Wrist Wrap

The look of abundance continues to be a prominent theme in jewelry design as well as in jewelry stylings this season and into the fall. Perhaps the only item of jewelry not being shown worn in multiples at the moment are earrings. In the extreme case, more is more (see my June 28 post), although layered necklaces, clusters of brooches, multiple rings and stacked bracelets can all easily be scaled back to a level appropriate in just about any setting and for any occasion.


Another example of the look of abundance is the style of bracelets and watch straps that wraps more than once around the wrist. Hermes has been showing a version of this style for over 30 years in its Kelly watch, inspired by the iconic Kelly Bag, and has introduced other “double tour” watch strap designs.


   


Indeed, versions of the Hermes double tour design wristwatch are featured in every photo in the eight-page fashion spread “Beach Daze” in the June 2010 issue of Marie Claire.  I think the styling is particularly interesting in the photo above, which shows the Hermes watch worn on the same wrist with a very fine bracelet by Ten Thousand Things. On her other wrist, the model is wearing a bangle by Hermes along with a wrap bracelet by Chan Luu, seen more clearly in the photo below. The model is also wearing necklaces by Les Gazelles, Helen Ficalora and Waxing Poetic, and rings by Me&Ro and Zoe Chicco.



Here’s another photo from the Marie Claire feature. On her right wrist the model is wearing a silver wrap bracelet by Chan Luu, which is a leather bracelet incorporating sterling silver nuggets, along with a gold bangle from Hermes. On her left wrist, she wears a Hermes double tour watch along with a set of  leather bracelets by Miguel Ases. She also wears necklaces by Me&Ro, Les Gazelles, Ten Thousand Things and Helen Ficalora, and rings by Me&Ro, Ten Thousand Things and Zoe Chicco. The earrings are identified only as the model’s own.



Designer Donna Karan is pictured in the July 2010 issue of Town & Country wearing an ensemble and Wanga leather cuff bracelet from her Urban Zen line along with her own chunky oversized necklace.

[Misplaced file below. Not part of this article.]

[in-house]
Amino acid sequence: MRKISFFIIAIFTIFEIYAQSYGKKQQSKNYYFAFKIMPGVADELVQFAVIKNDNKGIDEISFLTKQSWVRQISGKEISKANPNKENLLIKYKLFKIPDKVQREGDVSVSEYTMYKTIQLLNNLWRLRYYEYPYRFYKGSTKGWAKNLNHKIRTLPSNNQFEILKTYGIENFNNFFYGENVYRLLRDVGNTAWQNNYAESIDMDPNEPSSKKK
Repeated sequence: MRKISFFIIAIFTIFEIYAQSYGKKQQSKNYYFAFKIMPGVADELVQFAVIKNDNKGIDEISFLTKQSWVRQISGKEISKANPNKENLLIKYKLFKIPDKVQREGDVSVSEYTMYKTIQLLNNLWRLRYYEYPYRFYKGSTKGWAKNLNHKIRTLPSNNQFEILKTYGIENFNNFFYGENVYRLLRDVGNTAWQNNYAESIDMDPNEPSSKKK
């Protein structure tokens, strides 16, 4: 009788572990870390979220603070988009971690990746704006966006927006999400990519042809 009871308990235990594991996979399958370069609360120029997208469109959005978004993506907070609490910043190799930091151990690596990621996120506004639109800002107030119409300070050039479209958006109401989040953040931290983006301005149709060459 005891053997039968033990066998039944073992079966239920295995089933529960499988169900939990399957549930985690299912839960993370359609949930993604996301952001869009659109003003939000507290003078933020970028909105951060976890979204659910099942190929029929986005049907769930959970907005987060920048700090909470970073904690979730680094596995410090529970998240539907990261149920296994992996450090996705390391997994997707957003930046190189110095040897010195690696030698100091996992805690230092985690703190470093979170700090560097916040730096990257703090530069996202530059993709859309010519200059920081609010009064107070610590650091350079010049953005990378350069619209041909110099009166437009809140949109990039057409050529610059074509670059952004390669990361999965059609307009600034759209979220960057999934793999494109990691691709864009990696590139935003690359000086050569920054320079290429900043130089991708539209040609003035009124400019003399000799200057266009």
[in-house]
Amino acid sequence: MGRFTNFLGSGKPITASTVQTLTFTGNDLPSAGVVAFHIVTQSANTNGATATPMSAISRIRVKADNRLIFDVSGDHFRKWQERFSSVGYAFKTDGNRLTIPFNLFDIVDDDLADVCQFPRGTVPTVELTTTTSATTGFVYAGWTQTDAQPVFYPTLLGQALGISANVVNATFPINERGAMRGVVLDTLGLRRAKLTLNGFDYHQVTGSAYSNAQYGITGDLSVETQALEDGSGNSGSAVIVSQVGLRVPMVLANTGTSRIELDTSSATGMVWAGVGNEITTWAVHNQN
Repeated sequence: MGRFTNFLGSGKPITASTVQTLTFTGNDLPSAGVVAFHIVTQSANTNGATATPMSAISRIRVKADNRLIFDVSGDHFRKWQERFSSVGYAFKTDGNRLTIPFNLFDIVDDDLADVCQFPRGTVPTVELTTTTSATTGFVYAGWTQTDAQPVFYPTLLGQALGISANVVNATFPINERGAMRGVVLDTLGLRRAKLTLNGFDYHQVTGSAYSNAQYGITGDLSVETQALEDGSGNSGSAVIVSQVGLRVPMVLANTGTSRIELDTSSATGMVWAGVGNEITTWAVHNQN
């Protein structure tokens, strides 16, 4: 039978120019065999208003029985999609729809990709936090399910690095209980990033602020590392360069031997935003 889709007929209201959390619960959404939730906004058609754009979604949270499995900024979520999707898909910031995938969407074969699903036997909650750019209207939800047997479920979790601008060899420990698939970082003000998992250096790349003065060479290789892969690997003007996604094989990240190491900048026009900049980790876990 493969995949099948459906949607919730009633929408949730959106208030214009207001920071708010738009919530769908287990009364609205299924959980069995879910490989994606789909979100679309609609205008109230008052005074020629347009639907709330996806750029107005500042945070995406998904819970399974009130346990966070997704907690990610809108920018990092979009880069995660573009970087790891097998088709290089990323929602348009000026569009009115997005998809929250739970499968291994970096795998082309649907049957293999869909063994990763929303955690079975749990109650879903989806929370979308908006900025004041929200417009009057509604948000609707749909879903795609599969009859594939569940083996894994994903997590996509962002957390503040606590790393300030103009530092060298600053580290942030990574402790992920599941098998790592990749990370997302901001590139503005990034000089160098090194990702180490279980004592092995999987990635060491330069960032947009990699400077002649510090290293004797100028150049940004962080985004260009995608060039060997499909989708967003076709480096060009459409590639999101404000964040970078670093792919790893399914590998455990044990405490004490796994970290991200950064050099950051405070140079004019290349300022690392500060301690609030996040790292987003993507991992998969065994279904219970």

The wrap style isn’t just for leather. Bulgari is currently running print ads showing actress Julianne Moore wearing a multi-wrap Serpenti wristwatch of 18 karat gold with diamonds.



Actress Cameron Diaz is pictured in the July 2010 issue of InStyle magazine wearing a Yves Saint Laurent cuff in a metallic wrap design.



A metal wrap bracelet by Michael Kors is featured in the June/July 2010 issue of Harper’s Bazaar.



At the low end of the price spectrum, the July/August 2010 issue of More magazine features a bright yellow wrap watch by La Mer in its Frugal Fashionista – 100 under $100 feature.



Family Circle magazine accessorizes an exotic print long dress (a key summer trend) by T-Bags with a woven yellow bracelet that has the look of a wrap by Cocobelle, shown with black cuff bracelets by Agabhumi, necklaces by Loft and Agabhumi and earrings by R.J. Graziano.


One can also readily find mid-Century vintage costume jewelry wrap bracelets made of crystals, beads or faux pearls strung on structured wires. These bracelets have a finished look and sometimes are charmingly finished with a dangling bead, tassel or other design element at each end.


A great feature of most wrap bracelets and watches is that they can accommodate a range of sizes, and that’s just considering the variations in wrist sizes.


Chan Luu notes on her web site that her leather wrap bracelets, which are 32 inches long and have a button closure, are long enough to be worn as necklaces. This is the reverse of the long-standing stylists’ trick of wrapping a necklace around a wrist to serve as a multi-strand bracelet. That trick may work just fine, especially for the short duration of a photo shoot, but can be less successful worn for an extended time. You may recall an incident a few years back in which red carpet host’s “bracelet” made of a necklace wrapped around her wrist, gradually released and became unwoven over the course of the red carpet show. She was oblivious to the problem; some of us in the television audience watched in disbelief.


While the stylists’ necklace-as-bracelet trick may work if the material of the necklace and its length jive perfectly with what is needed around the wrist, a watch or bracelet designed to be worn wrap-style is a superior option that doesn’t pose the same potential for being distracting, becoming fussy and unraveling.